FIG. 1 is a block diagram of a presently preferred hearing compensation system according to the present invention.
FIG. 2 is a more detailed block diagram of a typical multiplicative AGC circuit according to a presently preferred embodiment of the invention.
FIG. 3 is a plot of the response characteristics of the filter employed in the multiplicative AGC circuit of FIG. 2.
FIG. 4 is a block diagram of an alternate embodiment of the multiplicative AGC circuit of the present invention wherein the log function follows the low-pass filter function.
FIG. 5 is a block diagram of an alternate embodiment of the multiplicative AGC circuit of the present invention further including a modified soft-limiter.
Those of ordinary skill in the art will realize that the following description of the present invention is illustrative only and not in any way limiting. Other embodiments of the invention will readily suggest themselves to such skilled persons.
According to the present invention, it has been discovered that the appropriate approach to high fidelity hearing compensation is to separate the input acoustic stimulus into frequency bands with a resolution at least equal to the critical bandwidth, which for a large range of the sound frequency spectrum is less than 1/3 octave, and apply a multiplicative AGC with a fixed exponential gain coefficient for each band. Those of ordinary skill in the art will recognize that the principles of the present invention may be applied to audio applications other than hearing compensation for the hearing impaired. Non-exhaustive examples of other applications of the present invention include music playback for environments with high noise levels, such as automotive environments, voice systems in factory environments, and graphic sound equalizers such as those used in stereophonic sound systems.
As will be appreciated by persons of ordinary skill in the art, the circuit elements of the hearing compensation apparatus of the present invention may be implemented as either an analog circuit or as a digital circuit, preferably a microprocessor or other computing engine performing digital signal processing (DSP) functions to emulate the analog circuit functions of the various components such as filters, amplifiers, etc. It is presently contemplated that the DSP version of the circuit is the preferred embodiment of the invention, but persons of ordinary skill in the art will recognize that an analog implementation, such as might be integrated on a single semiconductor substrate, will also fall within the scope of the invention. Such skilled persons will also realize that in a DSP implementation, the incoming audio signal will have to be time sampled and digitized using conventional analog to digital conversion techniques.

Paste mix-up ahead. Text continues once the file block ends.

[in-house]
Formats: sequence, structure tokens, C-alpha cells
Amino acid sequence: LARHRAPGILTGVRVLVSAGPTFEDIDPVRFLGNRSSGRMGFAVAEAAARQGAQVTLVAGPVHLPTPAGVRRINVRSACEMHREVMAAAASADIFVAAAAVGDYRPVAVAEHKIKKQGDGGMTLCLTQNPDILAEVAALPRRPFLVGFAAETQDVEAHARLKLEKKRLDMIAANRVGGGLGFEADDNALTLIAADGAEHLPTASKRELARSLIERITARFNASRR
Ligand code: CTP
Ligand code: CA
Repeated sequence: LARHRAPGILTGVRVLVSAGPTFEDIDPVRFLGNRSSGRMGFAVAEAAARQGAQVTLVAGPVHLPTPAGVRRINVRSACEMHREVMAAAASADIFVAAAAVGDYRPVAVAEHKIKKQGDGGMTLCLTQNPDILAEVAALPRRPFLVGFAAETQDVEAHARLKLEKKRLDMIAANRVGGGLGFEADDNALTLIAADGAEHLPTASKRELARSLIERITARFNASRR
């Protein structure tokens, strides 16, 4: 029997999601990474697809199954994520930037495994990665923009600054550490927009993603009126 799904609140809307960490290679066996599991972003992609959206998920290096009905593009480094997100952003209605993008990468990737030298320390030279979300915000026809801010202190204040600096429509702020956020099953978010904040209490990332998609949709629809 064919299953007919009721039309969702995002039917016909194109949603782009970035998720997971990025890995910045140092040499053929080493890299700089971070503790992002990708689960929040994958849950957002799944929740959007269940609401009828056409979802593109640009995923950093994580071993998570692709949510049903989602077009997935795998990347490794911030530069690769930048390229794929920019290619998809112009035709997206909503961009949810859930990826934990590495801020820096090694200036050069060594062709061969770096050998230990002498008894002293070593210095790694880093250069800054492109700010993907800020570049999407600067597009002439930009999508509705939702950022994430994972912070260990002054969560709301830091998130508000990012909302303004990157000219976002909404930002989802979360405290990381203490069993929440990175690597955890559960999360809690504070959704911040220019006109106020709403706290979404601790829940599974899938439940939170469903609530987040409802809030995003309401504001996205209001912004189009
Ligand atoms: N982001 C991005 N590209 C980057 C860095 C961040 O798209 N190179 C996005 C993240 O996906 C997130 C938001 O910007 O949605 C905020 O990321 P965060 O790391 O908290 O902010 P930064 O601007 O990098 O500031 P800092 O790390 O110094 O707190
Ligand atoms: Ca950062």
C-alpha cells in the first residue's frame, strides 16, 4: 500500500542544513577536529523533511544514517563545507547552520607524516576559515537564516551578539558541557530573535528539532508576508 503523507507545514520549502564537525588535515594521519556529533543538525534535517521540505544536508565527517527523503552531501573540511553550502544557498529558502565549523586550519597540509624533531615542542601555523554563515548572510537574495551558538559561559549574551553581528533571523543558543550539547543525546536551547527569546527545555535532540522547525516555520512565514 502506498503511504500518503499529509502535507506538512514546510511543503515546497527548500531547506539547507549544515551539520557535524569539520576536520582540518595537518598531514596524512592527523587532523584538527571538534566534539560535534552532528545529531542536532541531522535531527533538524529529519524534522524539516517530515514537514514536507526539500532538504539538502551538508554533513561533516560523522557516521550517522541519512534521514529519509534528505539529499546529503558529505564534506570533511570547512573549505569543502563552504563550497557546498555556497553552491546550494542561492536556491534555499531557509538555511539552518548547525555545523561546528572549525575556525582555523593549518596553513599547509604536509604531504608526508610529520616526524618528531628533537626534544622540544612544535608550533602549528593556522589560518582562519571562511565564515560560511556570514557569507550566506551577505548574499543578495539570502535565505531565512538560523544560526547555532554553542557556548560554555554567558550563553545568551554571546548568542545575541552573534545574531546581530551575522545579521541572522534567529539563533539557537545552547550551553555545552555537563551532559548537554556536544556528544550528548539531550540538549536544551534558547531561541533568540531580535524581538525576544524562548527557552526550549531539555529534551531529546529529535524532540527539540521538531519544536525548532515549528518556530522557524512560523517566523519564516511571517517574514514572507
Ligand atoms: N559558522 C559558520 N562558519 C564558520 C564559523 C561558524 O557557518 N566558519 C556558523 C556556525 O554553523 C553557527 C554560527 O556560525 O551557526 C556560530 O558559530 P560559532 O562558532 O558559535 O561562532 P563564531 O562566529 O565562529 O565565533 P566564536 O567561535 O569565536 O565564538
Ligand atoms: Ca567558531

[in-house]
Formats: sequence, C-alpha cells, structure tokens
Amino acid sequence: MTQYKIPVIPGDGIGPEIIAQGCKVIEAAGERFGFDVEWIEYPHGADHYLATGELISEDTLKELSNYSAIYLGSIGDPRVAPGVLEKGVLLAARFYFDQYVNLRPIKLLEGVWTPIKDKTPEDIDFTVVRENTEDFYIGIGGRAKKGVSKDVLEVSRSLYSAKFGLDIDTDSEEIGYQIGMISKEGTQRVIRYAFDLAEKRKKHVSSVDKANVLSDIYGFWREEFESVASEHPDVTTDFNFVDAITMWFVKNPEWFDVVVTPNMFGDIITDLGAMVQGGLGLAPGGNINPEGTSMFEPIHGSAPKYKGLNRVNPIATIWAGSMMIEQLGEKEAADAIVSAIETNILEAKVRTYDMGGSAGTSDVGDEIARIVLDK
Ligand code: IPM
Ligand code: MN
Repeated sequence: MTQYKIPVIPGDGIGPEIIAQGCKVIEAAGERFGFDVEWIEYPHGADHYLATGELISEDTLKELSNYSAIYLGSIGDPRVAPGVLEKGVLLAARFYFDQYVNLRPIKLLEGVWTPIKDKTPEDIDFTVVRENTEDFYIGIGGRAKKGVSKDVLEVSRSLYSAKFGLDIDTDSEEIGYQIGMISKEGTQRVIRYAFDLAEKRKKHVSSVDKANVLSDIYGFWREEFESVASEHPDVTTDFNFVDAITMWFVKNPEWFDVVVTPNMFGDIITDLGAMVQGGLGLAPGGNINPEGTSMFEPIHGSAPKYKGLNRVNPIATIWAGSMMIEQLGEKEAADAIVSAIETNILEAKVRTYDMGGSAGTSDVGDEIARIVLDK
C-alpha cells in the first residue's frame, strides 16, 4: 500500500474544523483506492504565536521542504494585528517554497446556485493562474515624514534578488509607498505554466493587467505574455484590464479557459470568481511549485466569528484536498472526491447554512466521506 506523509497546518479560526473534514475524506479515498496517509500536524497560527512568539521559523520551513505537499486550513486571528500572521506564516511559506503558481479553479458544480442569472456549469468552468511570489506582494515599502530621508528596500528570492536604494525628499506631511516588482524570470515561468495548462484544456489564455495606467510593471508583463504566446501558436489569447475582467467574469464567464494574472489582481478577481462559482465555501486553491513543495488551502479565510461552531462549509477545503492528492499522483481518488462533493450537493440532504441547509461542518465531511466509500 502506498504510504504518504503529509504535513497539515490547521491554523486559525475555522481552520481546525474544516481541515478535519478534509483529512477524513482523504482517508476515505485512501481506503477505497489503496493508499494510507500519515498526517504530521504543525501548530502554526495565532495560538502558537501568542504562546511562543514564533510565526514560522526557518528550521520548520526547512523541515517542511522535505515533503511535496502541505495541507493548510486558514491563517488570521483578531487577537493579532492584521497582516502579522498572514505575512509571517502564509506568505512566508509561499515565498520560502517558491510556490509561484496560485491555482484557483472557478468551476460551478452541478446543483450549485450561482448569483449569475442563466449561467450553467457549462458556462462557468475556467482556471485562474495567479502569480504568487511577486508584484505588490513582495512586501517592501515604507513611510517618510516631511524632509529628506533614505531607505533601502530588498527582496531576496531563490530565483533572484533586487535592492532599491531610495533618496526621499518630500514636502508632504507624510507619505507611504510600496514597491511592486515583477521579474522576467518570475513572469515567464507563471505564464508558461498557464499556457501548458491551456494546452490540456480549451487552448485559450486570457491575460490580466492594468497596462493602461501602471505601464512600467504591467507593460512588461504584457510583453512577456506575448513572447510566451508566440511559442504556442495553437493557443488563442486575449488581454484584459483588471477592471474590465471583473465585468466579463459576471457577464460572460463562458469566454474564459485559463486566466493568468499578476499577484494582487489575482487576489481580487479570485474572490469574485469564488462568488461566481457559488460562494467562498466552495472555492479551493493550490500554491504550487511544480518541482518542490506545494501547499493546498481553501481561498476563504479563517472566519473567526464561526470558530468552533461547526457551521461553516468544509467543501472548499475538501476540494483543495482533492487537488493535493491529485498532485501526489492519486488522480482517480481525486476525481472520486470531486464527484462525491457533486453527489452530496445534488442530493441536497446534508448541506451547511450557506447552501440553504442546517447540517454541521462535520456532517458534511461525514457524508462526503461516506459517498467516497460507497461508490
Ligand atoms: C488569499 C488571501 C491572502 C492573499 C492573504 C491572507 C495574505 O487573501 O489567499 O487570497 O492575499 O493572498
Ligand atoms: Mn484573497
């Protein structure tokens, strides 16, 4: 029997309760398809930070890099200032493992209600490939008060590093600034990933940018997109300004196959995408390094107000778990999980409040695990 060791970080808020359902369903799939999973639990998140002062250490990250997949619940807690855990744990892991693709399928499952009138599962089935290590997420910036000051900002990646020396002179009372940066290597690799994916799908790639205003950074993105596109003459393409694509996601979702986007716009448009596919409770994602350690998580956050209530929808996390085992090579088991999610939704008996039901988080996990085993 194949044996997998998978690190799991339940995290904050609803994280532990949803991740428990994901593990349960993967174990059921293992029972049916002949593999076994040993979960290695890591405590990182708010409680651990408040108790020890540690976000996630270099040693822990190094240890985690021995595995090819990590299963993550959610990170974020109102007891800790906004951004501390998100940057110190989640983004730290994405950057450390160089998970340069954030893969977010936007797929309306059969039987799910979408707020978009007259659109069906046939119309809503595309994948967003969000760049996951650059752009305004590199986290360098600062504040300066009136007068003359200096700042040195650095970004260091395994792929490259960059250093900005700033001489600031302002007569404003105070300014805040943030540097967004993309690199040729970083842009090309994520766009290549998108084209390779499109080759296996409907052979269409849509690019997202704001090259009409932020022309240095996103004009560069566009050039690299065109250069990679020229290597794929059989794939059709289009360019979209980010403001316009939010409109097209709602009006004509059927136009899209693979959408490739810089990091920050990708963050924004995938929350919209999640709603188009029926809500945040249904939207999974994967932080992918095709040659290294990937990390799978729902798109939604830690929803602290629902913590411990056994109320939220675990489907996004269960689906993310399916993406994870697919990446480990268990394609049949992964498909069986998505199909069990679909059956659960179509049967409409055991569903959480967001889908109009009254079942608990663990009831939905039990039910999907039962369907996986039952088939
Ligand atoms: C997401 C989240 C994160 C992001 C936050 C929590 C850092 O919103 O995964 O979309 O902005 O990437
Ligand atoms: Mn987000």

Referring first to FIG. 1, a block diagram of a presently preferred hearing compensation system 8 according to the present invention is presented. The hearing compensation system 8 according to a presently preferred embodiment of the invention includes an input transducer 10 for converting acoustical energy (shown schematically at reference numeral 12) into an electrical signal corresponding to that acoustical energy 12. Various known hearing-aid microphone transducers, such as a model EK 3024, available from Knowles Electronics of Ithaca, Ill., are available for use as input transducer 10, or other microphone devices may be employed.